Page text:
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The church group involved in a protest against mandated mask-wearing in Steinbach on the weekend was not, despite appearances and speculation on social media, comprised of Hutterites.

They were members of the Church of God, an independent congregation affiliated with the organization's headquarters in Greenville, Ohio.

More than 100 people attended the Hugs Over Masks rally in the city 60 kilometres southeast of Winnipeg. Participants, some of whom shouted profanities at health-order enforcement officers, ignored social-distancing guidelines.

Not far away at Bethesda Regional Health Centre, overwhelmed doctors and nurses were forced to triage some patients in their vehicles as COVID-19 case numbers spiked in the community.

The church group involved in a protest on the weekend were members of the Church of God, an independent congregation affiliated with the organization's headquarters in Greenville, Ohio.

DANIEL CRUMP / WINNIPEG FREE PRESS

The church group involved in a protest on the weekend were members of the Church of God, an independent congregation affiliated with the organization's headquarters in Greenville, Ohio.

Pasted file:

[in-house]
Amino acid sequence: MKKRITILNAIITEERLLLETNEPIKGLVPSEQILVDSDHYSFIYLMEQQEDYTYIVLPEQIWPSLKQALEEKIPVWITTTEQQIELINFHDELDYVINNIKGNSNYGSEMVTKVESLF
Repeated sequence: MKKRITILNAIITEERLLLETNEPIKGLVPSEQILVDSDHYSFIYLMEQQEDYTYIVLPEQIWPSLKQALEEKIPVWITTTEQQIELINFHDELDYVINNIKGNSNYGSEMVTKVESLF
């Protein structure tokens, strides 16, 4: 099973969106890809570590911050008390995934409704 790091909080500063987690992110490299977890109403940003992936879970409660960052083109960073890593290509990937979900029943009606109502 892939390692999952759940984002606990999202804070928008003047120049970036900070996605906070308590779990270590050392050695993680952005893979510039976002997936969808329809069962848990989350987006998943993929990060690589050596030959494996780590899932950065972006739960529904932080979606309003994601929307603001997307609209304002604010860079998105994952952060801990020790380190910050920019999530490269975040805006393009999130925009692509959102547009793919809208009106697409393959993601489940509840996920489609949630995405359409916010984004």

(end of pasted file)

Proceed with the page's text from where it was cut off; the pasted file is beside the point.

Church of God members' plain attire — women in long skirts and men in all black or dark clothing — led some observers to the incorrect assumption that the anti-maskers were from a Manitoba Hutterite colony.

Gloria Froese, a former Church of God member, has attempted to set the record straight on social media.

"There were no Hutterites at (Saturday's) shameful rally," she wrote in a Facebook post Sunday. "They would never dream of doing such a despicable thing. They are generally kind, peace-loving people that keep to themselves."

Kenny Wollmann, a member of the Hutterian Safety Council's COVID-19 task force, said the confusion is cause for concern. 

"Although it is impossible to say with certainty whether or not there were Hutterites in attendance, the people shown in the photos (of the rally) are not Hutterite," he said.

"Hutterites tend not to participate in these types of events."

Church of God members' plain attire — women in long skirts and men in all black or dark clothing — led some observers to the incorrect assumption that the anti-maskers were from a Manitoba Hutterite colony.

DANIEL CRUMP / WINNIPEG FREE PRESS

Church of God members' plain attire — women in long skirts and men in all black or dark clothing — led some observers to the incorrect assumption that the anti-maskers were from a Manitoba Hutterite colony.

He said Manitoba Hutterite communities have been encouraged to obey public health orders, including mask-wearing.

Heinrich Hildebrandt, minister at the Steinbach Church of God — which goes by the name Church of God Restoration in legal documents — said he and others from the 150-member congregation south of Steinbach attended the protest because "we are seeing worldwide oppression against people... our rights are being taken away."

By attending the rally, he said, the church wasn’t trying to be "disrespectful," but to "expose the things that are going on."

He also believes governments are taking exaggerated measures against the pandemic — such as requiring people to wear masks.